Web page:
scientific name: Spondia mombin
other common names: Jobo, job megro, ciruela de jobo, Spanish plum
growing areas: Native to Southeast Asia and Malaysia; cultivated throught the West Indies, as well as much of Mexico and the rest of Latin America
physical description: This tree can reach 60 feet or higher. It has fragrant red flowers. Its fruit, which are oblong, red or yellow, and fragrant and contain a juicy and acidic pulp, hang in clusters from the tree.
traditional uses: In traditional medicine of Latin America, jacote has many uses for a wide range of illnesses. Brazilians use the bark to make a decoction for the treatment of diarrhea, while a decoction from the flowers and leaves is reportedly used to relieve constipation and stomachache. Famed ethnobotanist Richard Schultes reports that the Tikunas Indians of the Amazon area use a decoction of the bark to relieve pain and to prevent excessive bleeding during menstruation. He says they also use it to treat stomach pains and diarrhea as well as as a wash for wounds. According to Julia Morton, Cubans have traditionally eaten large amounts of the fruit as an emetic, while Haitians take the fruit syrup as a remedy for angina. Mexicans use it to treat diarrhea, while Dominicans have used it as a laxative. Its bark also has a reputation in folk medicine for being useful in treating minor skin ulcers.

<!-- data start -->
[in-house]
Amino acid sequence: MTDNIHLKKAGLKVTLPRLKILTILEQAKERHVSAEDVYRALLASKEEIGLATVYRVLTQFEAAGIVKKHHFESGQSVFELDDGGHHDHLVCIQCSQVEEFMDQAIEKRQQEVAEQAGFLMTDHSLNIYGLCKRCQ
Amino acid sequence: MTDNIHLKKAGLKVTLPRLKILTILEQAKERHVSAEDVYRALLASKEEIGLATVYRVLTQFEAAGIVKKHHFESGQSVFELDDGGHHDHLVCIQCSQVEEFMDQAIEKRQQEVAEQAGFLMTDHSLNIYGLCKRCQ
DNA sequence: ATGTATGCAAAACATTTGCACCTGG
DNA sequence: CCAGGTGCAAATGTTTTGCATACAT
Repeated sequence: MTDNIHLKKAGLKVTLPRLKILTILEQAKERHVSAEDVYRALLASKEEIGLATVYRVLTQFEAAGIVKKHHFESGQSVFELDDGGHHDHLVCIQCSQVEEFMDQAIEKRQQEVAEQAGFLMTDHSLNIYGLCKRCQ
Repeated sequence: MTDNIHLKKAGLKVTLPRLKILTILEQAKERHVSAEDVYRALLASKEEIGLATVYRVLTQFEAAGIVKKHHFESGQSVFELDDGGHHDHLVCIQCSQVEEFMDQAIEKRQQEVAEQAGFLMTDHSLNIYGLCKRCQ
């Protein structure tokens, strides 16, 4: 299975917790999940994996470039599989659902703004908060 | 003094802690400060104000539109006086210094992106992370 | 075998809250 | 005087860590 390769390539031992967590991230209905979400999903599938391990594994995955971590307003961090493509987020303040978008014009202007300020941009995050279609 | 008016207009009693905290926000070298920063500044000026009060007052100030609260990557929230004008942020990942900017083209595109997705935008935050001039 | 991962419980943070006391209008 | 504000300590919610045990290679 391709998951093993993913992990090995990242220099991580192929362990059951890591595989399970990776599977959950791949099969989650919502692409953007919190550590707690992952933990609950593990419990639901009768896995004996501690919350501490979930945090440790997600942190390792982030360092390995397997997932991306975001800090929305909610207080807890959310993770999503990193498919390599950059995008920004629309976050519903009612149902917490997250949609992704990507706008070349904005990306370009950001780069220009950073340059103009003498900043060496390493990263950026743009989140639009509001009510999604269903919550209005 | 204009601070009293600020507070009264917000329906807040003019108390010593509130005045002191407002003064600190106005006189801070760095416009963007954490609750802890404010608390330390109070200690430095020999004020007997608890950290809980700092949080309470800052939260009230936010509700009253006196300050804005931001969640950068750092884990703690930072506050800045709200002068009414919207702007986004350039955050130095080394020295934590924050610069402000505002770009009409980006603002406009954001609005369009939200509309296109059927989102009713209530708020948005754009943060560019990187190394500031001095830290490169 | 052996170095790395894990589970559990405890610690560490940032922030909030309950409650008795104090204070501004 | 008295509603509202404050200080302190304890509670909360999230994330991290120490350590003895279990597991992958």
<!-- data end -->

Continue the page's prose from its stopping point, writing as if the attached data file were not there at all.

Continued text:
The fruit is eaten as a food and can be made into jellies and preserves. The wood is used in the manufacture of crates and other light items.
availability and dosage: It can be purchased through mail-order herbal suppliers in Central America.
contraindications: None noted.
special precautions: Consult your physician before beginning any use of an ethnobotanical substance for medicinal purposes.
Schultes reports the Amazon Indian belief that "permanent sterility" would result from the drinking of one cup a day of a decoction of jacote following childbirth. According to Morton, Colombians believe the fruit is bad for the throat and that the leaves and bark contain tannin and thus are astringent.
medical research: None noted.